• The economics of stress and education for the low income area schools of the USA

      Randazzo, Peter (2018-05)
      Economics, racism, and education all play a very important part in today’s society. The history of these themes in America have determined a state of existence for many minority and low income neighborhoods. This thesis attempts to show that because of inequality in America, schools in low income communities suffer, and thus the students themselves suffer. In order to completely change this negative feedback loop, where low income area students go into underprivileged schools to experience classrooms which lacks resources and low graduation rates come out to a racist and strife ridden community, we need to give more federal funding to low income area schools. Low income areas suffer high rates of stress as well which also diminish low income test scores and graduation rates. In order to help these communities from the inside out, improved federal funding targeting these struggling schools can even the playing field, and lower rates of stress.
    • Everybody belongs: incorporating disability studies into the classroom

      Albano, Alyssa (2021-12)
      A Disability Studies (DS) framework is often overlooked in general education, yet disabled people make up a large part of the population. As a result, students are often not informed about the importance of disability history, disability culture, and disability narratives. Therefore, it is imperative for DS to be taught in secondary education through a Disability Studies in Education (DSE) framework. Incorporating a DSE framework into a secondary classroom would not only teach students about empathy and allyship but also teaches students about our socio-cultural history and the diverse narratives prominent in our society. The goal of my research is to create an inclusive Disability Studies program that secondary teachers can seamlessly incorporate into their current curriculums. The program will provide a teacher’s guide with resources and background information about disabilities for teachers to follow, as well as multiple detailed lesson plans. The entire program will be fully accessible and model what an inclusive lesson plan should look like. As a whole, my program invites teachers and faculty to help create an inclusive environment for all students.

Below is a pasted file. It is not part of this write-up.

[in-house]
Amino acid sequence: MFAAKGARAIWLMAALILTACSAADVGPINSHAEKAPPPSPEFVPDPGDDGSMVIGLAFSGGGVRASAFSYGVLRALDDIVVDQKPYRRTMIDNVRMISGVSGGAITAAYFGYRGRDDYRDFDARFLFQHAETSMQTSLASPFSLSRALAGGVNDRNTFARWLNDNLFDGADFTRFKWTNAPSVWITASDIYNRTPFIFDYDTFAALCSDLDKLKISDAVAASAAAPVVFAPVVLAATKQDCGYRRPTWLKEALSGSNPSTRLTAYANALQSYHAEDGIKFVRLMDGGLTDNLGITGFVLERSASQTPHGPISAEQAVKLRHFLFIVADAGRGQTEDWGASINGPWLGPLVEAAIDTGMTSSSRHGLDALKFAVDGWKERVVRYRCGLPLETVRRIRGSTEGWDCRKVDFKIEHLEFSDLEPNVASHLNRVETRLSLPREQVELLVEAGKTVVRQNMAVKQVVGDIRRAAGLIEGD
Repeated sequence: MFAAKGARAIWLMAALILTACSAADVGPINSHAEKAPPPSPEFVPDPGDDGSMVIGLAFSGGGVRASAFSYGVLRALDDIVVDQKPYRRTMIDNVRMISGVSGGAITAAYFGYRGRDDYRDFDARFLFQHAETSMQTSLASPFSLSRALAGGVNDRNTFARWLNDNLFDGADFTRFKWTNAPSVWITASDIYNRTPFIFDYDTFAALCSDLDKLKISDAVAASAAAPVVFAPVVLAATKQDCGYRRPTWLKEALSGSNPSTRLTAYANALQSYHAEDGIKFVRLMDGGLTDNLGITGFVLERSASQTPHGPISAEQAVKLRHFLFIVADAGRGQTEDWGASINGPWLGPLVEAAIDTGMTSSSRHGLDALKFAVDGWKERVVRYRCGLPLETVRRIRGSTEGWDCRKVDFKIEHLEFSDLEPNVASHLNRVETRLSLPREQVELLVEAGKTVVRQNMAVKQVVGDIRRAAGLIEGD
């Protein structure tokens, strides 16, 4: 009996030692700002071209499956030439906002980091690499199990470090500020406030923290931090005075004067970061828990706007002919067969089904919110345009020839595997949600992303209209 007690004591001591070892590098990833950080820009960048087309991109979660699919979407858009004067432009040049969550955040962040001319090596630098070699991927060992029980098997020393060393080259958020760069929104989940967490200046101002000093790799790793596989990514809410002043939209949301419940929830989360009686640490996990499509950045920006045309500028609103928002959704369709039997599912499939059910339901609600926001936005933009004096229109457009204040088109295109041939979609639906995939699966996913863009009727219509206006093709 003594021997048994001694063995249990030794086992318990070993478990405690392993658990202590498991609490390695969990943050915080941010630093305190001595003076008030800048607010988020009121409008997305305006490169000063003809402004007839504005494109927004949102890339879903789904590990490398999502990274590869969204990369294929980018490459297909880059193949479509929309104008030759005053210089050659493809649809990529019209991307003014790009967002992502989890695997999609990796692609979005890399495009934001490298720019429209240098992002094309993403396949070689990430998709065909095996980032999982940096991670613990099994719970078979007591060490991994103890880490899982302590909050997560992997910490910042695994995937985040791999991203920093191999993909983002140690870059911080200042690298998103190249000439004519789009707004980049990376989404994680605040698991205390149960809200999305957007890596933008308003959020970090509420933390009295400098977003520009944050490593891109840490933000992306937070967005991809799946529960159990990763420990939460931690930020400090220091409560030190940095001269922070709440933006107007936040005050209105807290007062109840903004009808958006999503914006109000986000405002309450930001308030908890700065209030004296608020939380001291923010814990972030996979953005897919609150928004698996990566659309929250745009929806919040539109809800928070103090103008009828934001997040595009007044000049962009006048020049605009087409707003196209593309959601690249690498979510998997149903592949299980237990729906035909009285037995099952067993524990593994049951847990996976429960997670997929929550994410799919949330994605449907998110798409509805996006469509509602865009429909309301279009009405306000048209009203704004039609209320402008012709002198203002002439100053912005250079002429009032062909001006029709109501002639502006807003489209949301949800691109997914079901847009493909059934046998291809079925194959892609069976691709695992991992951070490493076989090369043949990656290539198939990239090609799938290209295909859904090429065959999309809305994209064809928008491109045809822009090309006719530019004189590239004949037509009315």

• How technology affects the way we read and write

      Borstelmann, Robyn (2020-01)
      Studies have been conducted regarding the impact that easily accessible technology, including smart phones, tablets, streaming devices, video games, etc, have on the educational, cognitive, and social development of young children. These studies showed that social media and increased screen time in excessive amounts may have negative impacts on a child’s mental health, but that access to this technology, as well as texting, does not hinder a child’s ability to read, write, and process information. These studies showed that young children and adolescents exhibit an increased level of literacy, as well as a new form of literacy known as “text speak.” They also exhibit a high level of understanding when informal writing is appropriate and when it is not, meaning they showed a positive understanding of grammar and syntax when given exams during these experiments.